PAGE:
The EU’s air quality rules are still too weak to effectively protect our health, yet most governments are failing to meet their requirements, an EU body has concluded in a damning report published today.
The European Court of Auditors’ report also reveals that differences in air pollution alert systems mean that what the European Environment Agency considers as “poor air” is labelled as “good” by authorities in Poland. A mosaic of city-level systems means that “horrible” air in Brussels and Milan is considered “sufficient” in Krakow and Sofia.
A table of PM10 air quality indices reveals differences in air quality alert levels (Source: European Court of Auditors)
The team behind the report also found that in half of the cities they visited, air quality monitoring stations that had regularly reported exceedences had been subsequently taken offline. It found that most member states had failed to properly follow EU laws on air pollution.
Margherita Tolotto, EEB Air Quality Policy Officer said:
“European air quality laws are breached on a continental scale, yet the scientific evidence is clear: the limits the EU has set are still not strong enough to effectively protect our health. Governments must wake up to this crisis and start to take the threat posed by toxic air more seriously.
On the differences between city-level warning systems she said:
It’s unacceptable that such stark differences exist between air quality warning systems. Children are particularly vulnerable to poor air quality and parents have the right to be effectively warned about dangerous air pollution, which should be defined by the concentration of pollutants in the air and not depend on the city they live in.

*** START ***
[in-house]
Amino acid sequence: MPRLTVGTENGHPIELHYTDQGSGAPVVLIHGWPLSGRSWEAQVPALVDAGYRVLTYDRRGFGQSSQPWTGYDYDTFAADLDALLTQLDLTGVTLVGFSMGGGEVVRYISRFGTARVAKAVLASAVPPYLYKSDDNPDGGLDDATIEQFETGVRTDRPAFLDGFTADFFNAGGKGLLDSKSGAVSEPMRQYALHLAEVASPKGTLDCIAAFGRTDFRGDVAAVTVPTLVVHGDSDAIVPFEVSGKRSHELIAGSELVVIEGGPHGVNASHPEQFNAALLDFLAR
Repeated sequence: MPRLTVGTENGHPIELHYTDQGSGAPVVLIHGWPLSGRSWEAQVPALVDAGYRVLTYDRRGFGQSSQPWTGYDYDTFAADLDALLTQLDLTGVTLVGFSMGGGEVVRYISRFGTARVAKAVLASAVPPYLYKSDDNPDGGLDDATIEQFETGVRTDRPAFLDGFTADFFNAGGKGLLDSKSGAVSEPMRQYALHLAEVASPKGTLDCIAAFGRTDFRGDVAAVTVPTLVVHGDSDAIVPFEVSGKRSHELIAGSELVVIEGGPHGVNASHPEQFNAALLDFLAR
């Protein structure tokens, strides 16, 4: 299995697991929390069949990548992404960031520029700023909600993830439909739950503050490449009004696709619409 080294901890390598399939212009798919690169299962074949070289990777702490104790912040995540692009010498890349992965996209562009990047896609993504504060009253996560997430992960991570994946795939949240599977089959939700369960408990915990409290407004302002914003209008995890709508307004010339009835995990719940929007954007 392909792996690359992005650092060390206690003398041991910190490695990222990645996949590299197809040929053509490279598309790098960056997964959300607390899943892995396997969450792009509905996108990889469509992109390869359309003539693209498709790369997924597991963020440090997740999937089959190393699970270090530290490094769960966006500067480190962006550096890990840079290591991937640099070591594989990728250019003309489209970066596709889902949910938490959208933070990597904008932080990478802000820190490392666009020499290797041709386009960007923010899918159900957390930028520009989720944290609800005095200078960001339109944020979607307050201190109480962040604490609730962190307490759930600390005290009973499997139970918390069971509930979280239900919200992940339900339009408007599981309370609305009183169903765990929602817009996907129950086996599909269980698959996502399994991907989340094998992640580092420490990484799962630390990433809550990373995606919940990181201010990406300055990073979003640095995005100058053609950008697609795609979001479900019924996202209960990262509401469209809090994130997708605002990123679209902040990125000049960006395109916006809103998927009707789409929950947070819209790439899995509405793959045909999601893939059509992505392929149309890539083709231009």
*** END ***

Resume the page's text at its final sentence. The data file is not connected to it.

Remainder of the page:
On the removal of air quality monitoring stations:
“It’s also unacceptable that monitoring stations that have previously registered high levels of pollution have not always been kept online. This is the air-quality equivalent of removing speeding cameras because they were or they could be issuing too many tickets”.
“We support the report’s findings and look forward to additional action to protect people across the EU from the dangers of polluted air.”
The European Environmental Bureau (EEB) is Europe’s largest network of environmental organisations with 141 members in over 30 countries.
The EEB has called on the EU to do more to enforce existing air quality laws and for national governments to take serious steps to bring European air quality into line with the latest World Health Organisation (WHO) recommendations. The EEB also supports a harmonization of warning systems and tighter rules for locating monitoring stations.